ISTANBUL, Turkey -- With the Epiphany feast upon us, after a blessing of waters liturgy at the church of St. George at the Patriarchate here in Istanbul, I was granted an “akroasi” (meeting for a blessing) with His All Holiness Patriarch Bartholomew Monday morning. I was last to be seen; before me were mostly Greeks from Greece and men who seemed to get preferential treatment. When I finally saw the patriarch, he commented that that as a journalist, I have an important job because I can influence people. However, before seeing him, I was warned not to conduct an interview, which needs more than two weeks approval. Seeing the patriarch at all took quite a bit of waiting and confusion, and a stall-tactic soup consisting of white beans with lemon and spicy dry red pepper on the side. After all that, I learned several things: the Patriarch is indeed a kind man. He administers with Post-its. He has blue eyes. His ibriks for demitasse coffee are very old copper with intricate bronze handles. This may not make me a better Orthodox Christian, but it is what it is, and the patriarchate deserves support given longstanding, and current, oppression by the Turkish government. (On the main shopping street, the Catholics have a church where they can conduct services in Turkish and English. There's a Greek Orthodox Church at the top of the same street, at Taksim Square, but the authorities have only allowed two Greek Orthodox churches to remain open, and they aren't conveniently located.) Anyway, the Patriarch offered me chocolates, and gave me a gold-tone cross stamped on the back with the patriarchate name, a small book in Greek with a CD explaining the church of St. George in the Fener or “Phanar” district and the Church of Chora, which I visited last week. Thought the gifts were very generous; and he took down our Asia Minor [Turkey] family name and village name when I asked if they have a map of the Nicea region. I asked if he had any questions for me; his response was that I am young. I asked him how we know Gods will, but I don’t remember the answer – except that we have to listen and things take time. Other tidbits: he also offered to me that his baptized name was Demetrios – and he told me twice that I had to come back Wednesday, when he throws a cross into the nearby inlet that leads to the Bosphorus. And then, it was all over. A newly ordained deacon who hails from northern Indiana took two photographs, and the Patriarch put on a long black street coat and headed, with a driver, to the hospital to visit his sister. It was pouring rain all day Monday, so the light wasn't good for photos. You can see here the facade of the St. George church at the Patriarchate, with the administrative offices to the right. The brown wood is typical of old Istanbul structures including both hotels where I stayed. Surrounded by the sea, anything else deteriorates. Which begs the question, why would the builders of St. Stephen of the Bulgars use iron?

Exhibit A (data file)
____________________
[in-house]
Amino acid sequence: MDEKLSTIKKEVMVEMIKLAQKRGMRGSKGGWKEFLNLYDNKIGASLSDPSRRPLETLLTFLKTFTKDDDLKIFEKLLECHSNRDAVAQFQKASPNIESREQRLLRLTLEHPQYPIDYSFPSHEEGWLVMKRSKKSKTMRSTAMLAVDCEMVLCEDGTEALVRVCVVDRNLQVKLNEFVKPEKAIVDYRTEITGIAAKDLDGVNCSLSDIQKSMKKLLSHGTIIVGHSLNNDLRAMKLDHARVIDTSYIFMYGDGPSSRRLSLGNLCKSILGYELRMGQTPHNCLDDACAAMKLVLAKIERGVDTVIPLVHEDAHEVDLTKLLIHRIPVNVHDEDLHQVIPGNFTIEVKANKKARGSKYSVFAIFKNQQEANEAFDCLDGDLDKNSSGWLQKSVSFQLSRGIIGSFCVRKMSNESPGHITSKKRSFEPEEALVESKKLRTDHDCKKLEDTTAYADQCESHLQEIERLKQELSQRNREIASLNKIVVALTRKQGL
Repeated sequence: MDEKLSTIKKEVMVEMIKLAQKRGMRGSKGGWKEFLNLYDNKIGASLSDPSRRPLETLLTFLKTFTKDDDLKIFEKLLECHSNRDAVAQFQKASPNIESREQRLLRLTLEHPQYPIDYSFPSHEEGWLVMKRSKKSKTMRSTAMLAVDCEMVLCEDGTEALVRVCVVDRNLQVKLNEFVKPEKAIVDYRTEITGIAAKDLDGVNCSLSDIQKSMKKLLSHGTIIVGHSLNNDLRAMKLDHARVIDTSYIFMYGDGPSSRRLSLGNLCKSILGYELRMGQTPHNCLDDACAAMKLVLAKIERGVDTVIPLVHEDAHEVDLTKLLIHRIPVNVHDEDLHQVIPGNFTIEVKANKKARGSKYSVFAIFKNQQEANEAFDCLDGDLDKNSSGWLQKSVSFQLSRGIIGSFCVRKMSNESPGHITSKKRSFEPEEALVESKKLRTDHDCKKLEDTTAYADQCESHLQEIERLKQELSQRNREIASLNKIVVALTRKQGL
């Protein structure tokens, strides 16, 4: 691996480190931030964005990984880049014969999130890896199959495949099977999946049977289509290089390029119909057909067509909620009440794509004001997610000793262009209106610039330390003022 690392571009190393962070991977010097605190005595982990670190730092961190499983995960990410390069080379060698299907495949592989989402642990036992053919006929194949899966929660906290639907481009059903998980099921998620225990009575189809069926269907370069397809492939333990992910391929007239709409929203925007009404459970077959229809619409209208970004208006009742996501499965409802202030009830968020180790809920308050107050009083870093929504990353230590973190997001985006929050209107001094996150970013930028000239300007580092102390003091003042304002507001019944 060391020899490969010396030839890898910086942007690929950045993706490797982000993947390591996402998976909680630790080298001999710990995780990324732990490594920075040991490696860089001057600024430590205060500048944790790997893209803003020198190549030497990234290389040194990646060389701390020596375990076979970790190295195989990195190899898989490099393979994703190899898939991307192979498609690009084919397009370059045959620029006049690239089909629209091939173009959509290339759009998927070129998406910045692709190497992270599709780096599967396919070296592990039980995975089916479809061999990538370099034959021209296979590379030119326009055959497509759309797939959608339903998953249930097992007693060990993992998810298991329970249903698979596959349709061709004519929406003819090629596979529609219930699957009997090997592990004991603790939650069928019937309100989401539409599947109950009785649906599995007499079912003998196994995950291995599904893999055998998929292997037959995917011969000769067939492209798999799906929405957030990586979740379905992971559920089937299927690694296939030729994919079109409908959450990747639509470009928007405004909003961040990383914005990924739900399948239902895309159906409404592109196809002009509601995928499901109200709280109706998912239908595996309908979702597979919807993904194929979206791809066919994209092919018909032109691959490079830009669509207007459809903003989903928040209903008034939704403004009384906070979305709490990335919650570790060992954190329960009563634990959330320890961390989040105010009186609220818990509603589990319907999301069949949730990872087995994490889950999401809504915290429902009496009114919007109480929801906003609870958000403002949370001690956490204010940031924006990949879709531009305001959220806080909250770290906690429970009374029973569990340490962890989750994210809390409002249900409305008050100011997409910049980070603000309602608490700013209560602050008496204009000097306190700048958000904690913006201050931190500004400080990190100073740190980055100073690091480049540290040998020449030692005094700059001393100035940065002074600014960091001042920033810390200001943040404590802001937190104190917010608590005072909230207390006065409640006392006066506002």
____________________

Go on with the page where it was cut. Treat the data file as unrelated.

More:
Istanbullda Birkadin